Five years ago Matthew Kelly made his Curve debut as the cantankerous patriarch in a dark play about family secrets. Now he’s preparing to return as the, erm, cantankerous patriarch in a classic romantic comedy. It’s the kind of role he loves, but he’s missing his sofa, he tells Lizz Brain.
Let’s cut to the chase: amid a season of pantomime and festive shows, can the original stage version of a blockbuster cult musical film be a Christmas smash hit? First let’s manage expectations for audiences: all the favourite songs are there, just not necessarily in the same order. And there are ones you may not know unless you know the Grease stage show: Freddy My Love, Mooning and Shakin’ At The High School Hop to name a few.writes Lizz Brain.
Elaine Paige has spent more than half a century being hailed the first lady of musical theatre. But her latest tour is something of a departure, writes Lizz Brain. From her early appearance as an urchin in the 1968 film of Lionel Bart’s Oliver!, to her West End debut in cult show Hair, her career story is well-known.
Curve associate artist and acclaimed choreographer and dancer Akram Kahn is heading to Leicester with a startling new work which he can describe in just three words. “Love, betrayal, revenge,” he says of the story of Until The Lions, writes Lizz Brain.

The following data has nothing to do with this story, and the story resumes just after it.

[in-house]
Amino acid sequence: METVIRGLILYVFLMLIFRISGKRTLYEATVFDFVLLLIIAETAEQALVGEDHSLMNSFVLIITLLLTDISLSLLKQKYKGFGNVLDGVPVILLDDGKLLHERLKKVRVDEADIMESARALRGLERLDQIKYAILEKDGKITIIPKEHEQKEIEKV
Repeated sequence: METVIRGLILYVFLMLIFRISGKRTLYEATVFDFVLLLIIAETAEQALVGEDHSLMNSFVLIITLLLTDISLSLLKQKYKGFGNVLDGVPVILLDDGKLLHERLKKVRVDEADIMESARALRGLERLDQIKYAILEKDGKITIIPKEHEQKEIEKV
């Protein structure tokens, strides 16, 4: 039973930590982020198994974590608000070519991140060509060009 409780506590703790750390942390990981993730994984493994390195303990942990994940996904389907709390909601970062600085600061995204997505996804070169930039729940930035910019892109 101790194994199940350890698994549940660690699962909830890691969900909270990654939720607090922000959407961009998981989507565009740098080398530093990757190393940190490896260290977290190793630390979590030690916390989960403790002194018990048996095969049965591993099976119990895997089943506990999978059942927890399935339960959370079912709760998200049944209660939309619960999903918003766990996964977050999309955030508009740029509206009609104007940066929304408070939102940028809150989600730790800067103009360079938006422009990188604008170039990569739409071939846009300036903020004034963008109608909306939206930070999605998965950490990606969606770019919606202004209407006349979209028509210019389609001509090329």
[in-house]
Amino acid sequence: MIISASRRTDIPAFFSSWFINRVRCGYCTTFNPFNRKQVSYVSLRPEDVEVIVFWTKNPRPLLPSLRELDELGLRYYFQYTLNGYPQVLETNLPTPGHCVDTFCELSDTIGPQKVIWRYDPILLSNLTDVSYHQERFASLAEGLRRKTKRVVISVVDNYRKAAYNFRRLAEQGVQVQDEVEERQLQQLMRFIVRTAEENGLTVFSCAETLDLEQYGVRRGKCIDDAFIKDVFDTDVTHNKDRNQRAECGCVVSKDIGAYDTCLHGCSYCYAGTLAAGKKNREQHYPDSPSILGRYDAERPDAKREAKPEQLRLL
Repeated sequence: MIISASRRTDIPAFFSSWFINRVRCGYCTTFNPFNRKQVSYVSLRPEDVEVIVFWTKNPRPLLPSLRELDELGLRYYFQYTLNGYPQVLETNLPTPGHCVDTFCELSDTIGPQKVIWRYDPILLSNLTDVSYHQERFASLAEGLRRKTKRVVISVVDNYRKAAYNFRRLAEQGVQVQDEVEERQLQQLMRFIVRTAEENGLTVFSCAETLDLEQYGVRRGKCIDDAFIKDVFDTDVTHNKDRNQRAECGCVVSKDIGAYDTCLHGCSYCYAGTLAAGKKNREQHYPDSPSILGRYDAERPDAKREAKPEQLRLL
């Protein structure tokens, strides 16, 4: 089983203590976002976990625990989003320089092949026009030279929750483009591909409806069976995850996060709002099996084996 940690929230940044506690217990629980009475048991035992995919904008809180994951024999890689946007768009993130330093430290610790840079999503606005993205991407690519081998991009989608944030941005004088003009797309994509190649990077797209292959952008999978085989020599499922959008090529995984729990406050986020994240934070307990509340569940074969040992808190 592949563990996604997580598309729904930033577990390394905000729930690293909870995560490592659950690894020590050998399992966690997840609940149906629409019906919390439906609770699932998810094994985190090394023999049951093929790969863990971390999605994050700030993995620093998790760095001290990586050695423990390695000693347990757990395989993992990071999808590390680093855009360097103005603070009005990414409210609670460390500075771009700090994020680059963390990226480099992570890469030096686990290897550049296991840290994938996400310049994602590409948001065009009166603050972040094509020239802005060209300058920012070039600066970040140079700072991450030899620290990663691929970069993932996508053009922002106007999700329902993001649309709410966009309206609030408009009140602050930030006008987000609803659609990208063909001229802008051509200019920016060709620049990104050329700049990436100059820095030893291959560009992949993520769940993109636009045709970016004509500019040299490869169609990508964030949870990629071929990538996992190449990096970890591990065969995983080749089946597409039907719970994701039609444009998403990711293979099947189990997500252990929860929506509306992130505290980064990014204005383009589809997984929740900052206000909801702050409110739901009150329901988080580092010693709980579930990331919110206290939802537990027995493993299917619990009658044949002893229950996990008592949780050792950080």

Remember the first time you went to a show and saw your favorite band. You wore their shirt, and sang every word. You didn’t know anything about scene, haircuts, or what was cool. All you knew was that this music made you feel different from anyone you shared a locker with. Someone finally understood you. This is what music is about.
Smash hit award-winning comedy is on its way to Leicester – with a tiptop comedian in the lead role. Lizz Brain catches up with Rufus Hound.
Behind the cutting criticism of his TV persona is a talented director and perfectionist choreographer. Lizz Brain talks talent with Craig Revel Horwood. As a judge on BBC’s Strictly Come Dancing he’s the one whose opinion the contestants most dread, whilst simultaneously craving his approval.
John Steinbeck’s Of Mice and Men is almost as old as one of the stars of its latest tour, and just as politically astute, writes Lizz Brain. Actor Dudley Sutton was four years old in 1937, when the novella was published, yet he’s now touring the country in a revival of the classic tale.
A slim blonde wearing dark sunglasses and an impatient expression sits at a bar, fingers tapping against her thigh. Despite her tight black jeans and slim-fitting jacket, Pixie Lott is looking decidedly un-popstar, writes Lizz Brain. There’s only a hint of make-up, her hair is scraped back and the glimmer of a frown crosses her forehead as she concentrates both on her lines and her American accent.